Over the past couple of months, I’ve found myself saying things that at any other time would have sounded ridiculous…
“Are masks required to go into the stores?”
“Have all of the shopping carts already been disinfected?”
“Don’t worry, I’ll be sure to stay six feet away from you.”
“I would typically shake your hand…but you know…”
To say that this pandemic has made us deal with unexpected consequences is an understatement. We’re like ships who were once secure in a calm harbor, who’ve awoken to find ourselves unanchored in the middle of a hurricane. This sudden change has increased pressure and confusion…which are two great contexts from which to assess our ’emergency response systems’.
Before I write any more, I want to be clear that this is not a ‘let’s kick ourselves while we’re down’ moment. Times of incredible change often lead us to fear…which leads us to a survival mentality…and before you know it, you’re at home with 12 packages of toilet paper and a lifetime supply of disinfectant wipes. We will most likely look back on these past months (both collectively and individually) and wish we had done things differently.
But with that said, I want to invite you into the eye of the storm to find some perspective before going back into the wind and the rain.
Seasons of pressure reveal our practiced values
Pressure, conflict, and change do not build character…they reveal it. The magic is found when we understand and observe our actions under pressure. The self-data gained in these moments is gold…because it’s unfiltered and ‘raw you.’ Maybe this moment has helped you discover that you’re not who you want to be, and that’s fine. Life is a journey and you have time grow….and, again, this isn’t a time to beat yourself up for not being perfect. It’s just a good time to assess the foundation you have laid for yourself.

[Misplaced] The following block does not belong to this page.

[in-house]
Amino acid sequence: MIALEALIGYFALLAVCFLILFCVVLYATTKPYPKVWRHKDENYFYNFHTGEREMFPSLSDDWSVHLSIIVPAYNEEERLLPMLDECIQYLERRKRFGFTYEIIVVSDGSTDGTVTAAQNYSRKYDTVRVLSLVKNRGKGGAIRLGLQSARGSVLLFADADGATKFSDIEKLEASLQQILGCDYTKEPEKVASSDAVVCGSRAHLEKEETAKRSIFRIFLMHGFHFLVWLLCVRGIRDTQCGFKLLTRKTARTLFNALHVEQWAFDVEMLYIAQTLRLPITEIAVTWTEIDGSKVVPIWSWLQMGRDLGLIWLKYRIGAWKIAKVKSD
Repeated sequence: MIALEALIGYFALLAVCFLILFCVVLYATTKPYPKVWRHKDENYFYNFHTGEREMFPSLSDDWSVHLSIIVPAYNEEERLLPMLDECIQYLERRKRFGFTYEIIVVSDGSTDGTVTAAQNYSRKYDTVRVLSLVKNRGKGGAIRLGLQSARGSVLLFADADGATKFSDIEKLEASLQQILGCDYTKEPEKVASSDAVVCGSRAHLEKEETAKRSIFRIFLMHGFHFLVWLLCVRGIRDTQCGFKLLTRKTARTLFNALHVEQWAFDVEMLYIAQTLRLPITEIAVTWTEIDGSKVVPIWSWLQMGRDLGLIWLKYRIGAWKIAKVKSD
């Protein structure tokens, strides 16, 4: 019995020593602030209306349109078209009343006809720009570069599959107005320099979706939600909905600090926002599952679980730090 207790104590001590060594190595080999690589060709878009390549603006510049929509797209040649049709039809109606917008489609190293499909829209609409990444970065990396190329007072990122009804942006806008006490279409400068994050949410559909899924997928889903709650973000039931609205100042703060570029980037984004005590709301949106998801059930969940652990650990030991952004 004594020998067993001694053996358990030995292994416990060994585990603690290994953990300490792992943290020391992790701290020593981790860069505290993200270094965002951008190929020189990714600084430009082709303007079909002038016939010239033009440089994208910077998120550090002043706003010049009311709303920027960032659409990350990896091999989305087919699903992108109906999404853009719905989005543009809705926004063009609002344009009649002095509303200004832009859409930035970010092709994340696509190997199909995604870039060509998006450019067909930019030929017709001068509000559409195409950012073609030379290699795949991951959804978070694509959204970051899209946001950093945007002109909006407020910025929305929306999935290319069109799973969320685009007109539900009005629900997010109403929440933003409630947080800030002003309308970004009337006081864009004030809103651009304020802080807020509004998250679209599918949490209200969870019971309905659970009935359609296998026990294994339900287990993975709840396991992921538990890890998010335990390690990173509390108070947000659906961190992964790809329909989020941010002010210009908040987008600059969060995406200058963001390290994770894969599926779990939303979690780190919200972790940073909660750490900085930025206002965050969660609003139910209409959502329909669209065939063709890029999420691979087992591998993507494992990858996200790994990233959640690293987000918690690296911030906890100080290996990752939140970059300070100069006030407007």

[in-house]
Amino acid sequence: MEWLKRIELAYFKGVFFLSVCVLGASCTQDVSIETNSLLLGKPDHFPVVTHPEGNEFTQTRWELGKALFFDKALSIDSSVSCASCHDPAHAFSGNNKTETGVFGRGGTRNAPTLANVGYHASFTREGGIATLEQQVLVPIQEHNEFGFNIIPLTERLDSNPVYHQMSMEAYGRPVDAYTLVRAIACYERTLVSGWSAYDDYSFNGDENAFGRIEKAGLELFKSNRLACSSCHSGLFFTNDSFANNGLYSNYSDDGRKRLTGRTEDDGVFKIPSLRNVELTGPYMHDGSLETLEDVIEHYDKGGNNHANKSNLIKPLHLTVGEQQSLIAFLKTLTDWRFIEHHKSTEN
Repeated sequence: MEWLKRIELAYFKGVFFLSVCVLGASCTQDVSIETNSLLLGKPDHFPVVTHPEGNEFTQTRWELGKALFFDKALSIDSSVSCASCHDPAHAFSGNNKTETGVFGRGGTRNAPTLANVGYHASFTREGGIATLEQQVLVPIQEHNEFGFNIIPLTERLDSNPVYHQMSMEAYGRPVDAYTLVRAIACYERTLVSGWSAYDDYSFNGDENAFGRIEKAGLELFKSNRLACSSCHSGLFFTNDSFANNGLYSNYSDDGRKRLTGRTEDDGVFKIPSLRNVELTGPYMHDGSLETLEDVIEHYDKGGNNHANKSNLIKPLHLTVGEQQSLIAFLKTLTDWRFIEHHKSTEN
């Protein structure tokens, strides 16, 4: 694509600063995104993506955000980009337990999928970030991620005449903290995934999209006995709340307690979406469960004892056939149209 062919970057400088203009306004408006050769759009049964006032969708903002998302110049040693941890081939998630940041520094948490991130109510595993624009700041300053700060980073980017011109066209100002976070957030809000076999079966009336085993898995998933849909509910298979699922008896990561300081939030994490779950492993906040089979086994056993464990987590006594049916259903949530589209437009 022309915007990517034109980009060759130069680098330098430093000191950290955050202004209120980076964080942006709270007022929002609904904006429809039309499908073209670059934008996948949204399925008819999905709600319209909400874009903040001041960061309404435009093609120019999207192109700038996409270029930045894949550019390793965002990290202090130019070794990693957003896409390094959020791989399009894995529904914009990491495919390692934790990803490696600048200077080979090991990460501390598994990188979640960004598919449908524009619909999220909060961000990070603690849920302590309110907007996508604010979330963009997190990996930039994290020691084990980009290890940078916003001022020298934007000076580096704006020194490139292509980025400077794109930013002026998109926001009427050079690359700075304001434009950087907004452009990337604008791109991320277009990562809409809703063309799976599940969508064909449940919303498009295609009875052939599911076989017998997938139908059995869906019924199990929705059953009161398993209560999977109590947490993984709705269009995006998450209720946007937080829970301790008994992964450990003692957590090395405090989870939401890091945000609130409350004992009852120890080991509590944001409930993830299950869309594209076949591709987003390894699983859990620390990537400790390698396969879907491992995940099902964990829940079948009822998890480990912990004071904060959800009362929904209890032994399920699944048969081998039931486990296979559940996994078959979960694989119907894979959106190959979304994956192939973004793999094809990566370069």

Your values are your foundation. When the heat is on and the pressure burns away all the talk, you’re only left with your actions. In moments like these, everybody sees what’s what. For some, this has been a time where their values have lead them into courage, selflessness, and hope. For others, their greed, fear, and selfishness have come to the surface. Either way, this pressure has revealed what is true.
This moment of intense pressure is a time to consider the gaps between our aspirational and practiced values (who we say we are vs who we really are). The gap between your practiced values and aspirational values is where much conflict and confusion can arise for you and your team. Discovering these incongruencies is a gift because they give you the chance to ‘do the work’ to become whole (aka…have integrity).
Here are a few questions to ask…
- What things have come up in my life and/or business that surprised me?
- What old issues of mine, that I thought I dealt with in the past, have come up again?
- What has this season revealed to be my ‘practiced’ values?
Extra credit: Can we pre-decide who we want to be before the pressure comes?
Our responsive emotions and feelings get the best of us more than we may like to believe. Creating a list of values ‘before the storm comes’ will help you be the person/business you want to be when your emotions may be guiding you elsewhere. There’s an expression, “Don’t doubt in darkness what you have seen in the light.”
Deciding who we want to be (ourselves individually and for our businesses), when the pressure is not on, will ensure we don’t get bumped off course and end up at an unintended destination. Here’s the tricky part…The first decision you make contrary to your values may not make you feel ‘off course’. And maybe not the second, third, or fourth. But if we allow ourselves to make many small choices that deviate from our values, we will eventually find ourselves completely off the map.
Here’s a quick values exercise you could do…since everyone has so much time on their hands!
- On a small piece of paper, write down a list of 5 words that represent who you want to be. (This could also be for the business you are leading)
- On the back of that note, write down actions from the past week that show how you’ve expressed that value.
- On the back of a new small sheet of paper write down some of the major core feelings you’ve had this past month (hope, fear, bravery, worry, generosity, etc)
- On the back of these sheets, write down actions from the past week that express these feelings.
- Looking at all the pieces of the paper, with the ‘single word’ side up, ask yourself, “What do the differences/similarities in my feelings and values tell me about myself? (the goal is to observe the gap between aspiration and practice)